A federal moratorium aims to ban evictions through the end of the year, but housing justice advocates are worried that the state's low-income renters could still "fall through the cracks" of that policy and want the state to step in with additional action.
On Thursday, one month before the Massachusetts eviction and foreclosure moratorium expires, activists urged lawmakers to approve legislation (H 4878/S 2831) that would extend the moratorium for a year after the state of emergency ends, freeze rents in that span, and create a fund to support small landlords financially impacted by the outbreak.
The state-level proposal — which has 90 cosponsors and is before the Housing Committee — would be a stronger option both during the remainder of the pandemic and in the recovery period, the City Life/Vida Urbana group wrote.
"While the Centers for Disease Control recently issued a limited eviction moratorium that applies nationwide through the end of 2020, advocates maintain it is not a solution and fails to provide the clear, strong protection or path to long-term recovery offered by the Housing Stability bill," the group wrote. "Many questions and concerns have been raised about how the federal moratorium will operate and whether it will allow vulnerable tenants to fall through the cracks. Advocates also point out that the federal measure does not provide any relief at all for homeowners or small-scale landlords, and does not address the looming rental arrearages that have accumulated since the pandemic caused massive economic disruption."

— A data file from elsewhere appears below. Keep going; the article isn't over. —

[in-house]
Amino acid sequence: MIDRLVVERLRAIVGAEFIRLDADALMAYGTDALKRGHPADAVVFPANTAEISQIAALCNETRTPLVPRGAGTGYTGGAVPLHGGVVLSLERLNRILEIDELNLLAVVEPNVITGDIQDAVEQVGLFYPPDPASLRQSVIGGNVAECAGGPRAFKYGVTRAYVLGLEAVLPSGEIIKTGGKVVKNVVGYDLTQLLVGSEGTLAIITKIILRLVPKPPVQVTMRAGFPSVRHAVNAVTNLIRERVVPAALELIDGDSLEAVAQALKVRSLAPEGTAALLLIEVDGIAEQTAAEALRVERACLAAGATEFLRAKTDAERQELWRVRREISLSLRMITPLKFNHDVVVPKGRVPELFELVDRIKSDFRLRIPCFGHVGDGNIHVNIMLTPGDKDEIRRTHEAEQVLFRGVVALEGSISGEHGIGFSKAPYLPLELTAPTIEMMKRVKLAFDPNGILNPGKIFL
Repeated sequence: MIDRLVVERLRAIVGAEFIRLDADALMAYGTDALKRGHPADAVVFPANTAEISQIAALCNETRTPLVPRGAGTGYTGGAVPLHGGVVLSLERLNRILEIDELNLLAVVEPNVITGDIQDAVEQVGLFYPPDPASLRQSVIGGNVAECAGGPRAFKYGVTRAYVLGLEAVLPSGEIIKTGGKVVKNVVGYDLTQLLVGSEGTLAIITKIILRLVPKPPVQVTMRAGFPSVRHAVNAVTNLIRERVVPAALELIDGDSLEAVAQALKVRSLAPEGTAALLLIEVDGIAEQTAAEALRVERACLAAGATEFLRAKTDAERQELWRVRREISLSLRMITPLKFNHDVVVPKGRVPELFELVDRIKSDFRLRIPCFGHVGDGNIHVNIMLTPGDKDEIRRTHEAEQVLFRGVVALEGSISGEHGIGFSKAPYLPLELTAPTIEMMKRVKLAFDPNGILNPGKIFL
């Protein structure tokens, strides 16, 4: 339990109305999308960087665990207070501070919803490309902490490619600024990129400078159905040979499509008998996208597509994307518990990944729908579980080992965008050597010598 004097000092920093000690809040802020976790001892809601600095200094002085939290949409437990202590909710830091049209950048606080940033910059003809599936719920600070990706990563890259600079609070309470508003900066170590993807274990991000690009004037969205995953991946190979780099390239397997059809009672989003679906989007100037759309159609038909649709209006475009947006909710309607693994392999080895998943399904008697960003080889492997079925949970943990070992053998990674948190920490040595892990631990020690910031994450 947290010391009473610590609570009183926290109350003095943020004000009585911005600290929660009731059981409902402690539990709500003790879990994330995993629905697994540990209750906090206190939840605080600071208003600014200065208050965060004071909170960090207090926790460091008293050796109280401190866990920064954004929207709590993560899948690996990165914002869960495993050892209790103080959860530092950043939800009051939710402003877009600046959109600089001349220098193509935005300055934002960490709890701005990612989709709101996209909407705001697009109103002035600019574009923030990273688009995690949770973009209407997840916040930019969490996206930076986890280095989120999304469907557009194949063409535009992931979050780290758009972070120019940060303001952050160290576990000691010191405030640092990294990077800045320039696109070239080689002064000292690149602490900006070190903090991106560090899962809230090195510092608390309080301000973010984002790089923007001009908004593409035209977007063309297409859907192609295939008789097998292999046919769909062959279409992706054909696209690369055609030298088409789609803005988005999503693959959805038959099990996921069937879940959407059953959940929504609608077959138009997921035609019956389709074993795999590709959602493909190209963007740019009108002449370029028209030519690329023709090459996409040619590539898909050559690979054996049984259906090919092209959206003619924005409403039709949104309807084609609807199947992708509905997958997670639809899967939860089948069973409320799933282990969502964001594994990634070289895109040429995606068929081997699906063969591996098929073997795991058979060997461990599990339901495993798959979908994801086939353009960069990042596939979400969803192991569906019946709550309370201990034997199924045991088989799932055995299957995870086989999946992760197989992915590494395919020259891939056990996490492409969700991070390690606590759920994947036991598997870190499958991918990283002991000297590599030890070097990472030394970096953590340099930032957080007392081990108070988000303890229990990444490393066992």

Gov. Charlie Baker could trigger a second extension to keep the Massachusetts moratorium in place past its current Oct. 17 expiration, though he has not indicated if he plans to do so.
Rose Webster-Smith, a program coordinator with Springfield No One Leaves, said in Thursday's press release that her group is planning "eviction blockade trainings in all four counties of Western Mass" to prepare for a potential wave of housing removals, which some estimates have said could total tens or hundreds of thousands.
"If our government doesn't act, it's going to be the community rising up to protect our neighbors," Webster-Smith said. "If it comes to that we'll be ready to block evictions."